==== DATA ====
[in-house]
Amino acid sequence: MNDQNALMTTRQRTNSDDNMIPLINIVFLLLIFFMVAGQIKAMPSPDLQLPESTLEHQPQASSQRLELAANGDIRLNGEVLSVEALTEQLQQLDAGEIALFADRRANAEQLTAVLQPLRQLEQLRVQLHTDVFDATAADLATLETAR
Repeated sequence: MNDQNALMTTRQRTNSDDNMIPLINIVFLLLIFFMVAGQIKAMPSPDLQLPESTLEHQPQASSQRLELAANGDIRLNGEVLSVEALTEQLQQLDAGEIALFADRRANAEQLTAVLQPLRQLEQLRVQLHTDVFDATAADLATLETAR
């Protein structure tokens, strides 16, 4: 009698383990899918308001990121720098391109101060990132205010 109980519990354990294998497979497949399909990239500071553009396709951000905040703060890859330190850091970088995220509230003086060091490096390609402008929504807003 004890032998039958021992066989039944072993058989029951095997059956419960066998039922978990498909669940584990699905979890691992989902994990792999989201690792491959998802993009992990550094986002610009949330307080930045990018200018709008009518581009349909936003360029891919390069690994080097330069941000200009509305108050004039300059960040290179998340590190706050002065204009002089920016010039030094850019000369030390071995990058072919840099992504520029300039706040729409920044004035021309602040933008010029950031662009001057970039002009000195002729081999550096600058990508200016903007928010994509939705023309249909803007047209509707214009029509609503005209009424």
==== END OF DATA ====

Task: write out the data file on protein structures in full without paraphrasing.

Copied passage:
[in-house]
Amino acid sequence: MNDQNALMTTRQRTNSDDNMIPLINIVFLLLIFFMVAGQIKAMPSPDLQLPESTLEHQPQASSQRLELAANGDIRLNGEVLSVEALTEQLQQLDAGEIALFADRRANAEQLTAVLQPLRQLEQLRVQLHTDVFDATAADLATLETAR
Repeated sequence: MNDQNALMTTRQRTNSDDNMIPLINIVFLLLIFFMVAGQIKAMPSPDLQLPESTLEHQPQASSQRLELAANGDIRLNGEVLSVEALTEQLQQLDAGEIALFADRRANAEQLTAVLQPLRQLEQLRVQLHTDVFDATAADLATLETAR
């Protein structure tokens, strides 16, 4: 009698383990899918308001990121720098391109101060990132205010 109980519990354990294998497979497949399909990239500071553009396709951000905040703060890859330190850091970088995220509230003086060091490096390609402008929504807003 004890032998039958021992066989039944072993058989029951095997059956419960066998039922978990498909669940584990699905979890691992989902994990792999989201690792491959998802993009992990550094986002610009949330307080930045990018200018709008009518581009349909936003360029891919390069690994080097330069941000200009509305108050004039300059960040290179998340590190706050002065204009002089920016010039030094850019000369030390071995990058072919840099992504520029300039706040729409920044004035021309602040933008010029950031662009001057970039002009000195002729081999550096600058990508200016903007928010994509939705023309249909803007047209509707214009029509609503005209009424």